Members of the Perry Hall White Marsh Business Association listened intently to reports from state legislators at the association’s meeting Tuesday at The Twisted Harp restaurant.
Democratic Sen. Katherine A. Klausmeier was joined by a representative for Republican Sen. J.B. Jennings, who is on active duty with the Air National Guard. Republican delegates Patrick L. McDonough, John W.E. Cluster Jr., Joseph C. Boteler III and Richard K. Impallaria also attended.
Each representative recapped legislation that impacted local business. About 14 business association members, as well as County Councilman David Marks, attended the meeting, which included a brief question-and-answer period.
“We appreciate our representatives taking the time to come out and tell us what they’ve been up to,” association President Lynn Richardson said.
The proposed 10-cents-a-gallon gas tax was a major concern for legislators, who did not believe it was dead, even though it didn’t pass in the regular session. It could be introduced at an upcoming special redistricting session this fall.
“I’m not so sure that’s a dead deal,” Boteler said, adding that he predicts a gas sales tax will be proposed.
“This could be a million-dollar tax bomb special session,” McDonough said.
Cluster noted that businesses can’t afford another 10 cents when gas is already $4 a gallon, especially businesses with small profit margins. “To be competitive, you can’t raise your prices,” he said.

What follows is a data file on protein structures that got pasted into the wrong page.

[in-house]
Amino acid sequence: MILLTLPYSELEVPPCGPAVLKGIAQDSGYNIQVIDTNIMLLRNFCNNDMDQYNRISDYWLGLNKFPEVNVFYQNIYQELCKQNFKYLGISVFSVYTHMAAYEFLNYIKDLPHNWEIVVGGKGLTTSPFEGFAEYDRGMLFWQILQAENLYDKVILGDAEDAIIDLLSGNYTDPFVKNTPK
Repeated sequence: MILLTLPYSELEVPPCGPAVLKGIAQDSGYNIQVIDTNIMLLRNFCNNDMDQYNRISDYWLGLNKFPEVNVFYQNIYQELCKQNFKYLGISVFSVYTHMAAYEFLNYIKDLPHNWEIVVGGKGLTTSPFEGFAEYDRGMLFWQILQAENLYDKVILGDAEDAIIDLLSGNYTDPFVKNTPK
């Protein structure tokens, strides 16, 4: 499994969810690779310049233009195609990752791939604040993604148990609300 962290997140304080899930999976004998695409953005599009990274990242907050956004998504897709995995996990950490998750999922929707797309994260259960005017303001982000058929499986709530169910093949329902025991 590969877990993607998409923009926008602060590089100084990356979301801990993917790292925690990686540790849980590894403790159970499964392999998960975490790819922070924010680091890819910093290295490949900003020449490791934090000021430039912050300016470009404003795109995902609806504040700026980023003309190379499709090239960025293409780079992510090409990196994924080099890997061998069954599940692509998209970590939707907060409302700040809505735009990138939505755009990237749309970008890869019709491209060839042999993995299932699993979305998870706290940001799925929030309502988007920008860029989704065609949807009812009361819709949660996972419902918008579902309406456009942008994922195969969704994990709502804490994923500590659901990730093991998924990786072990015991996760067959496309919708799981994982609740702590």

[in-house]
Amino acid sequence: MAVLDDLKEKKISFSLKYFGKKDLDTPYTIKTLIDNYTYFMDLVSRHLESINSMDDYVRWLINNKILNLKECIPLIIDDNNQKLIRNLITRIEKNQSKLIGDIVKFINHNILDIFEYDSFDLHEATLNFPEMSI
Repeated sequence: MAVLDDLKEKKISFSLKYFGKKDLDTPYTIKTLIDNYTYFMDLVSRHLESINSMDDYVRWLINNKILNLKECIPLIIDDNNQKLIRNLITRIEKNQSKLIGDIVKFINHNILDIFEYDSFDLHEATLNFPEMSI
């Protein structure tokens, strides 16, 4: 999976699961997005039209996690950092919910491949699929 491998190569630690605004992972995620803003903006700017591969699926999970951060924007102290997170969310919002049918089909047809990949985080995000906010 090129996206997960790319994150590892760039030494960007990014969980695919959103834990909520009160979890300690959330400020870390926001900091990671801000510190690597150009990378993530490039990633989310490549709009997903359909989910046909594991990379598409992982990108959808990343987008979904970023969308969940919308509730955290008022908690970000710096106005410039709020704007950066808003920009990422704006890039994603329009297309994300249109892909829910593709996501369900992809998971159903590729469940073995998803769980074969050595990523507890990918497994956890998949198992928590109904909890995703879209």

McDonough said the $3 billion proposed for the red and blue line light rail system “is eating most of the budget” and he is drafting a moratorium on those lines.
Boteler decried the practice of borrowing money from the transportation fund and other funds in order to balance the budget and noted he feared the bond bills “are becoming a borrowing mechanism to back-fill some of these funds.”
Impallaria also expressed concern about funding for mass transit.
“It’s appalling the money we spend on public transportation,” he said. “It’s a very small segment of the population—why are we funding it?”
Immigration was another hot-button issue.
McDonough is the honorary chair of a petition drive against the bill that passed which allows the children of illegal immigrants who graduate from Maryland high schools to attend state colleges at in-state tuition rates.
Impallaria drew laughs as he voiced concerns that Maryland is anti-business.
“I went to Pennsylvania and they thanked me. I went to Delaware and they were so happy on how we dragged our feet on slots … Maryland is very pro business—only the business is in other states. Maryland is a pro-business driver— they’re driving the businesses out of the state of Maryland.”
The legislators reported success for business as well.
Klausmeier said she sponsored legislation that expedites the permitting process for aquaculture.
“One of the things we hear often is permitting is very difficult,” she said. “We hope to make it more efficient.”
Several of the legislators also saw the defeat of the wind farm bill as a positive for businesses, and felt that the legislation allowing wineries to ship up to 18 cases of wine benefits the wine industry and consumers alike. A commission on cyber security was another plus for businesses, they said, as was a task force on industrial job creation and the defeat of a tax on bags.